Should Residents Participate in the Decision Making Process for the PHLC if it's Private Property?

Updated: Aug 28


Browsing through the town’s Facebook pages, one often sees people comment that the proposed Hudson Logistics Center (PHLC) is a private sale and if Hillwood follows all laws and regulations, it’s none of ordinary residents’ business to get involved.




The problem is that Hillwood’s plan may violate several laws. Therefore, it is our business. Caring residents, from abutters to those in neighboring towns, each bring a unique perspective to the many subtleties and impacts of the proposal. Our help in research could push Hillwood for clarity and prevent any issue from being overlooked. We believe that it’s also the reason to have public hearing sessions before any decision is made. We would like to provide you with a few examples of the concerns with what Hillwood has presented.


First, the likely traffic issues.


Hillwood stated that based on the current tenant for the first 15 years for two of the buildings, they will only have 150-200 tractor trailer trucks and 50 box trucks running a day, because their tenant likes to underutilize capacity. This may not sound too bad. However, if you look at the scale of this logistic center, you will see that the design includes 363 loading docks and 842 trailer parking stalls.


A report by the Institution of Transportation Engineers shows that while the number of vehicle trips varies widely for large logistic centers of different business plans, the average daily trips for trucks plus tractor trailers for a logistic center of 2.6 million square feet would be 1700[1]. Even if the number of trucks for the first two buildings is accurate, what about the third? We don’t know yet. Even if the tenant of the first two buildings holds on to their word during the first 15 years, what happens after that? We don’t know either and there is no guarantee how they will use it. If the logistic center does achieve its stated employment goal, there will be another 2500 employee cars coming and going twice a day on their workdays. With the traffic already backed up during commute hours on Lowell Rd between Rena Ave (the intersection that the logistic center plans to use for one of their two entrances) and the turning lanes to Sagamore Bridge, it’s hard to see that just by adding turning lanes onto and off of Sagamore Bridge Rd and adjusting traffic light timing (proposed by Hillwood [2]) will be sufficient handle the increased traffic.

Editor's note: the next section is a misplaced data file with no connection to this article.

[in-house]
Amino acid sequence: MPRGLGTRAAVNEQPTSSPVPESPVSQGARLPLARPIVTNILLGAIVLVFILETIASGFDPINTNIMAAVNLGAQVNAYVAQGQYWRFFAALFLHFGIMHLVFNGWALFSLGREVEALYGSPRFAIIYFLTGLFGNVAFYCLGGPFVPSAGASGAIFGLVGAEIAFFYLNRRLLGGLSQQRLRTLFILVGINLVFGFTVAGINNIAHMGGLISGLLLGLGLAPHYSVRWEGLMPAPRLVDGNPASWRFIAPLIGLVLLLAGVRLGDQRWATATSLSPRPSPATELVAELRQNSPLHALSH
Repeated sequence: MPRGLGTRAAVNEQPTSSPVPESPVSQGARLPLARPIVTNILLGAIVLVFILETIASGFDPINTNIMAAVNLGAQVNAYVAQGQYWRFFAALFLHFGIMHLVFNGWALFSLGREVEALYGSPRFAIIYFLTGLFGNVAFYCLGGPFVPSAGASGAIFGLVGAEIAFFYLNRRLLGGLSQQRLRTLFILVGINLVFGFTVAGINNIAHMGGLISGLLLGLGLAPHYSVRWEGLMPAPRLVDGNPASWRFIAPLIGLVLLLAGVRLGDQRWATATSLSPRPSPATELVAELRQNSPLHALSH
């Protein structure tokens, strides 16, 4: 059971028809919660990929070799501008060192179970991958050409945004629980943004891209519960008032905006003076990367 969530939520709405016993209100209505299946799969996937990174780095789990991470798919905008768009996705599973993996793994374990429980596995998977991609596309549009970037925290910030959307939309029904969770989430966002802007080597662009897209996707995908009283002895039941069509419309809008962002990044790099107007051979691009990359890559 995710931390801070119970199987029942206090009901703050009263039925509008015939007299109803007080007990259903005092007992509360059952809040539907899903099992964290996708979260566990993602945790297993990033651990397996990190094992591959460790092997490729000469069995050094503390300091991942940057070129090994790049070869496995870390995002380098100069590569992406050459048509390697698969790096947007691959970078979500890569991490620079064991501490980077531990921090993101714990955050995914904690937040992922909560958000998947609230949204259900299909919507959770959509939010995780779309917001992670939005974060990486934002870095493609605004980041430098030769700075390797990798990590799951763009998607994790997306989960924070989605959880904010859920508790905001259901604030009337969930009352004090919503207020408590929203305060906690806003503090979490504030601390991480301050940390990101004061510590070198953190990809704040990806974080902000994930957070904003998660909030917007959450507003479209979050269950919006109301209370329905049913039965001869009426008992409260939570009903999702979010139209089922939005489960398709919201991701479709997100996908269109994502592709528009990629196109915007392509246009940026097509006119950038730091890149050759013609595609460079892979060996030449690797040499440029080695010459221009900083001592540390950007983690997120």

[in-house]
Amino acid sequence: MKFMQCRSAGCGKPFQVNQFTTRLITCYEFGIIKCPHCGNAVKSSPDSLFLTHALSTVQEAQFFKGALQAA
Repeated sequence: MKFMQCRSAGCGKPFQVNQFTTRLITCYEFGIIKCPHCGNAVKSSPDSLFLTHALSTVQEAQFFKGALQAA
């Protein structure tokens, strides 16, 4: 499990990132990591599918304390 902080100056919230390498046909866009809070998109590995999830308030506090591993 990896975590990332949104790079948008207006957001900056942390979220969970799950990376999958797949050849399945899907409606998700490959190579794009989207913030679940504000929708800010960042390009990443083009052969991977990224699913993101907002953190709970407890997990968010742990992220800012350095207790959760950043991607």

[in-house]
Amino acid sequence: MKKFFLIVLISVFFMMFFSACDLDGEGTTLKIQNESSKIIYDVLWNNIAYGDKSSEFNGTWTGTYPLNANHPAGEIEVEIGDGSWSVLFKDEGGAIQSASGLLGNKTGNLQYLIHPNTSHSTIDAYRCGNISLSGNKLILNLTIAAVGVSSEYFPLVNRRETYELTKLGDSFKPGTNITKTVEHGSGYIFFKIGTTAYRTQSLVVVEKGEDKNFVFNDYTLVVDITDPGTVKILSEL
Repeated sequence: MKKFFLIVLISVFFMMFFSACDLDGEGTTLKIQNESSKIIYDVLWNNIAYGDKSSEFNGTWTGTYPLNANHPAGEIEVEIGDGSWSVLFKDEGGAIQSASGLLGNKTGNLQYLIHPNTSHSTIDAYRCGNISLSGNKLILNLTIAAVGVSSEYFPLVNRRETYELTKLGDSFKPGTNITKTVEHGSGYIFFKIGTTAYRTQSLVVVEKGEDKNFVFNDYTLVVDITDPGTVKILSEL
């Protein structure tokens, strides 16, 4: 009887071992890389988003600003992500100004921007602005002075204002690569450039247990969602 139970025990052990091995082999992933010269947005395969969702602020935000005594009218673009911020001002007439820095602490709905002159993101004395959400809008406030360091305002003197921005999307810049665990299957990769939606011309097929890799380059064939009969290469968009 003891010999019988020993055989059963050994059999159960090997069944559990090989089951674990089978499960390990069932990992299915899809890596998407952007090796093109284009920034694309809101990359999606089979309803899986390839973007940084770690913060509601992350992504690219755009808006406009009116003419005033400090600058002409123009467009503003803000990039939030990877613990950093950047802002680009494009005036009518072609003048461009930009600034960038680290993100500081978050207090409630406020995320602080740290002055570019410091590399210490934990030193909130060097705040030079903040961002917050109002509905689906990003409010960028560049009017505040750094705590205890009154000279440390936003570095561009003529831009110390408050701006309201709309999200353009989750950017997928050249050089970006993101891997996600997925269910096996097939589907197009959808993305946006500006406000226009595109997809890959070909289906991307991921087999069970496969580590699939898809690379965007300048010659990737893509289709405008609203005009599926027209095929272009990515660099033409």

There’s only so much space on the roads. Hillwood also states that they will not have refueling stations on site, so where will all the trucks get refueled? Will the traffic impact go beyond the four intersections they mentioned? If their traffic plan is approved, we need to make sure that the worst case scenario has been looked at, because once it’s built, there’s no turning back.


There are precedents we could learn from, such as a similar development in Milford, MA, where the consistent backed up traffic has caused town residents and town officials alike to regret their decision to approve an Amazon distribution center.[3] It’s very possible that a logistic center of this size just doesn’t fit here in Hudson.


Second, noise pollution.


Hillwood promises that they will have about 230 acres of green space. However, if you look at the map, the green space is the wetland area where they can’t build anything. The result is that there’s only about a 200ft buffer from the neighborhood on the south side. Hillwood’s own sound study shows that this close proximity to a residential neighborhood should cause violations of the town noise ordinance.[4]


To help mitigate the negative impacts on the abutting neighborhood, Hillwood promised a “significant” earth berm on the south side. This sounds like a solution, until you look at their topographical map.[5] For example, the berm at the south side of distribution warehouse B has elevation of 157ft and the building ground has elevation of 144ft; this gives the berm 13ft in height. When the building is supposed to be 50ft tall, how well would this berm work as a barrier for sound and light?